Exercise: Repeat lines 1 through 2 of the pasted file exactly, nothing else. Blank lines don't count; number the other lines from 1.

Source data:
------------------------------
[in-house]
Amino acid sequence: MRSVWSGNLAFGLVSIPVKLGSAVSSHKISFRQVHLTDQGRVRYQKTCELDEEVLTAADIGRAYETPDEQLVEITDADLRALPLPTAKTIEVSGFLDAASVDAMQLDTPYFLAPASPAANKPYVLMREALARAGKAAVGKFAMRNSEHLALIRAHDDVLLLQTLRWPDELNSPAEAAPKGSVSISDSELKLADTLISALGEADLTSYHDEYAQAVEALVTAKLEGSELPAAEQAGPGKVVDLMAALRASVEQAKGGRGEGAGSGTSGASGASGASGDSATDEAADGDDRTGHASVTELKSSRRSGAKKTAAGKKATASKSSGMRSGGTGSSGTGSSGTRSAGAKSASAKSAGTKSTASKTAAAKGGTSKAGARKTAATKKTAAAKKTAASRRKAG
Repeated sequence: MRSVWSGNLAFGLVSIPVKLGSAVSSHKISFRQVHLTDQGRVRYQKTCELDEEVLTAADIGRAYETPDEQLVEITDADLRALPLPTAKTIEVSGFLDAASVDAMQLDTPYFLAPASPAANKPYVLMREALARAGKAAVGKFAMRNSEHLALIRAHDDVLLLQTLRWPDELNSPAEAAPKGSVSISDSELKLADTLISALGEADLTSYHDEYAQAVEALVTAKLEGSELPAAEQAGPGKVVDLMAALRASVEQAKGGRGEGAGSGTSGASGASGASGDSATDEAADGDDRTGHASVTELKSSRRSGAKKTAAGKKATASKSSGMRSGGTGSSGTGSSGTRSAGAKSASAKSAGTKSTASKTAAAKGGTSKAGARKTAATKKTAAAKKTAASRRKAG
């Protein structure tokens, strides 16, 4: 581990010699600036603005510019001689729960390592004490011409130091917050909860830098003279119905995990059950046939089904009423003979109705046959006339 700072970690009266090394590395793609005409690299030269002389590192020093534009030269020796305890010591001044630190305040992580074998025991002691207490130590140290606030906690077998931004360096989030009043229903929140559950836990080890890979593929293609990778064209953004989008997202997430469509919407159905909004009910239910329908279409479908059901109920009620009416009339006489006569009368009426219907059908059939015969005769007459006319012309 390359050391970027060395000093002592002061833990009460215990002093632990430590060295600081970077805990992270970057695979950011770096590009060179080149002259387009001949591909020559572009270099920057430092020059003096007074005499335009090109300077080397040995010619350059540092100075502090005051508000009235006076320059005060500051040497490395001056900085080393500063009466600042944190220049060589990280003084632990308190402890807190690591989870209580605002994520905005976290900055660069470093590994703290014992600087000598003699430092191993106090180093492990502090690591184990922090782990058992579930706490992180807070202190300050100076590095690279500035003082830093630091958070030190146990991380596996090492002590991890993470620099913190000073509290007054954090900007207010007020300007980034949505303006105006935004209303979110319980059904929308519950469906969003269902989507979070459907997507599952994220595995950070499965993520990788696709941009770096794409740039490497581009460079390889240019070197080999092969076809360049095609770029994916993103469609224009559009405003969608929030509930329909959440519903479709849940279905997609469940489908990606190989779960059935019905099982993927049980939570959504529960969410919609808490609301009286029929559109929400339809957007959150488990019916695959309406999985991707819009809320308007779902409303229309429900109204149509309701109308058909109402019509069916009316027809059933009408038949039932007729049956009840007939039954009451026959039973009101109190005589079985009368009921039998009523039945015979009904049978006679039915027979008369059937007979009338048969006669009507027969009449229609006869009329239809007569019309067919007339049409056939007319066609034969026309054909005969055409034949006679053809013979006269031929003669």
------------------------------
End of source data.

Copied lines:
[in-house]
Amino acid sequence: MRSVWSGNLAFGLVSIPVKLGSAVSSHKISFRQVHLTDQGRVRYQKTCELDEEVLTAADIGRAYETPDEQLVEITDADLRALPLPTAKTIEVSGFLDAASVDAMQLDTPYFLAPASPAANKPYVLMREALARAGKAAVGKFAMRNSEHLALIRAHDDVLLLQTLRWPDELNSPAEAAPKGSVSISDSELKLADTLISALGEADLTSYHDEYAQAVEALVTAKLEGSELPAAEQAGPGKVVDLMAALRASVEQAKGGRGEGAGSGTSGASGASGASGDSATDEAADGDDRTGHASVTELKSSRRSGAKKTAAGKKATASKSSGMRSGGTGSSGTGSSGTRSAGAKSASAKSAGTKSTASKTAAAKGGTSKAGARKTAATKKTAAAKKTAASRRKAG